Were I a superstitious person, I might think that saying the following would jinx it, and the string of good luck would be over. However, I'm going to say it anyway: we live in a relatively storm-free zone. In 19 years here, I've watched storms go north of us, south of us, stay west of us, or head east into Wisconsin. I'm not saying we never get any, but the biggest, rainiest, lightningest, heaviest hail producing storms go around us.
I blame the heat island effect. Since most storms come out of the southwest, and the metro area lies along that path before they get here, they seem to either get diverted or weakened before they arrive. I'm not sure how that makes everything go elsewhere than up here, but it's a handy excuse.
In a way, it's a disappointment. I love storms. Favorite memories involve watching storms from a place of safety. I built a screen house attached to my house with a west view so I could sit outside/inside and watch them roll in. That screen house has even helped my granddaughter get over her mother's fear of storms. Yes, I said that right. When she first started visitation with me, Jordan was afraid of storms, particularly lightning, not from any personal bad experience but because her mother fears them. On one drive up here, a storm overtook us and she was huddled scared in the back seat. Since I was driving, I couldn't stop and comfort her, so I devised a little game instead. I asked her to watch the lightning (since I had to drive and couldn't do it myself) and tell me what color each flash was: yellow? green? purple? She quickly grew interested, and once up here, spent time in the screen house during various storms with me checking out lightning colors. I still go out there to watch storms roll through. Or, more often, roll past.
Last Thursday this state had a line of tornadic super cells move through, stretching from Lake of the Woods to Albert Lea. They of course split and weakened once they hit the metro and came past us. But the weird thing was, once the skies had cleared, the tornado sirens went off. We were actually watching live TV at the time, keeping track of the weather, and there was absolutely no reason we could see for the alert. Nothing mentioned on the weather crawl at the bottom of the screen, no colored section of the state near us.
I found out later there was a sighting up in Rush City, at the far opposite end of the county. Nothing further was said about it, with Albert Lea and Wadena rightly getting all the attention. I nearly forgot about "our" storm for a couple days, until Steve called me. He'd planned on going fishing from Franconia Landing, where last week he'd parked his car on a sandbar along the shore of the St. Croix and pulled in several small bass to toss back. Friday the river was much higher and his spot and the way to it were under a foot or two of water. Somebody upstream had obviously gotten a lot of rain.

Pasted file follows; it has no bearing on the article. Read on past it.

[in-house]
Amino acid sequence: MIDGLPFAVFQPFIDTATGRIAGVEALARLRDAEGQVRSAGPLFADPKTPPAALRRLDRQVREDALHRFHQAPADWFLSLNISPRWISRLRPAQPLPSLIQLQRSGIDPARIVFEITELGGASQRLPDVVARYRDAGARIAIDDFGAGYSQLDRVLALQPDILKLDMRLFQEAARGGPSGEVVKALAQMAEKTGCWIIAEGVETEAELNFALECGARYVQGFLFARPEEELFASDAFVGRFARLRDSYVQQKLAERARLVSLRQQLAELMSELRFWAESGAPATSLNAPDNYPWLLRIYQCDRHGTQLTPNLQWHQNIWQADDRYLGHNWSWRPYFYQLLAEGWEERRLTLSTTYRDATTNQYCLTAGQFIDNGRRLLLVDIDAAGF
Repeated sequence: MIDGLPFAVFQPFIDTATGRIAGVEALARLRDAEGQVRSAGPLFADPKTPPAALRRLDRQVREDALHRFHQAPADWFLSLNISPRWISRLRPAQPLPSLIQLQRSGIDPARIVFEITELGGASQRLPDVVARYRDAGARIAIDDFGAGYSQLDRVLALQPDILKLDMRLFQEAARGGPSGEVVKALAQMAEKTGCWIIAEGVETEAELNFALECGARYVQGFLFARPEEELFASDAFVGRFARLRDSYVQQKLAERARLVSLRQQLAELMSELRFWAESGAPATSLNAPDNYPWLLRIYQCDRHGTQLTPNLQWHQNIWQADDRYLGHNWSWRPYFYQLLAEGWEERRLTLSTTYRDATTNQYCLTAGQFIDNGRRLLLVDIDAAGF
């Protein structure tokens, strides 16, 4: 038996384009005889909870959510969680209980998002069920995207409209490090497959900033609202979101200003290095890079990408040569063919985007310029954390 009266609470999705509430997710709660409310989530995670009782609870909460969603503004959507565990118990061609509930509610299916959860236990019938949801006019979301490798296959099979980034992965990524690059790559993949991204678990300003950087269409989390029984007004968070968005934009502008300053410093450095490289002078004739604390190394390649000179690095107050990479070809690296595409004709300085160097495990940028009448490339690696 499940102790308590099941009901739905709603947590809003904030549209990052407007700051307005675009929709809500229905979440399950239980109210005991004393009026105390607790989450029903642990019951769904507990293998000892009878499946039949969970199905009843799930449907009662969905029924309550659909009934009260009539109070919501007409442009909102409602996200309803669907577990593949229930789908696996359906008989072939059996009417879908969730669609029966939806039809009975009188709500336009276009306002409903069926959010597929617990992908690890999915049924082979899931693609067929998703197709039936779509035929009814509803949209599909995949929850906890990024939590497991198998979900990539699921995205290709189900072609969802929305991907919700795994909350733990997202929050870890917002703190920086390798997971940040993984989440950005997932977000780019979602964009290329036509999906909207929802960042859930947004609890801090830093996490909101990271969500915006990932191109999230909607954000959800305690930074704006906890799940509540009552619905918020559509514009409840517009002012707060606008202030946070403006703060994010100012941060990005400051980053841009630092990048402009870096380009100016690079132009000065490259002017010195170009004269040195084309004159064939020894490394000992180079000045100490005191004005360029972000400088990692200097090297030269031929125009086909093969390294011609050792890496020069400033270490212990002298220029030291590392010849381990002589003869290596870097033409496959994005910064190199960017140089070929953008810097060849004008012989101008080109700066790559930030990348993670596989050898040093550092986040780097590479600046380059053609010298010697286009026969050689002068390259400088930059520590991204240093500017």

I knew just who to ask about upstream rainfall. My friend Lynn lives just outside of Grantsburg, WI, about 30 miles north and a hair east of me. So I called her today to ask how her weather had been last Thursday. Did they get a lot of rain?
She said they had, then casually mentioned she was sore all over. Of course I asked why. It seems she and her husband along with some neighbors had spent a long weekend cutting up trees. That tornado that skimmed the northern bit of our county crossed Hwy. 70 as it went on into Wisconsin, aiming itself just to the north of Grantsburg, and incidentally through much of the back of Lynn's ten-acre wooded lot, before heading over to Crex Meadows wildlife refuge. By her count, 50 trees had been felled and/or ripped apart on their land, and as of the end of the weekend they had managed to cut up five of them. One of them had been a 100-foot oak.
Luckily their buildings had all been missed, one by just ten feet. (Thank goodness for the fickleness of tornadoes!) She and Dave had huddled with the dog in their house's central hallway listening to the house shake as the twister passed. They just got inside in time to find that amount of shelter, and not enough to try to locate the cat. It seems they had been watching the storm roll in, since their power had gone out earlier. As far out of town as they are, no sirens are audible, but one of the neighbors had a better view than they did and took a few pictures.
Lynn tells me that Dave is generally reluctant to share the wood he cuts up, since they use it for bonfires in their back yard for entertaining company. He has just now started informing friends that they are welcome to what they cut. In light of last week's events, Dave now has decided to get a NOAA weather radio for next time.
Oh, and the cat's fine, thanks for asking.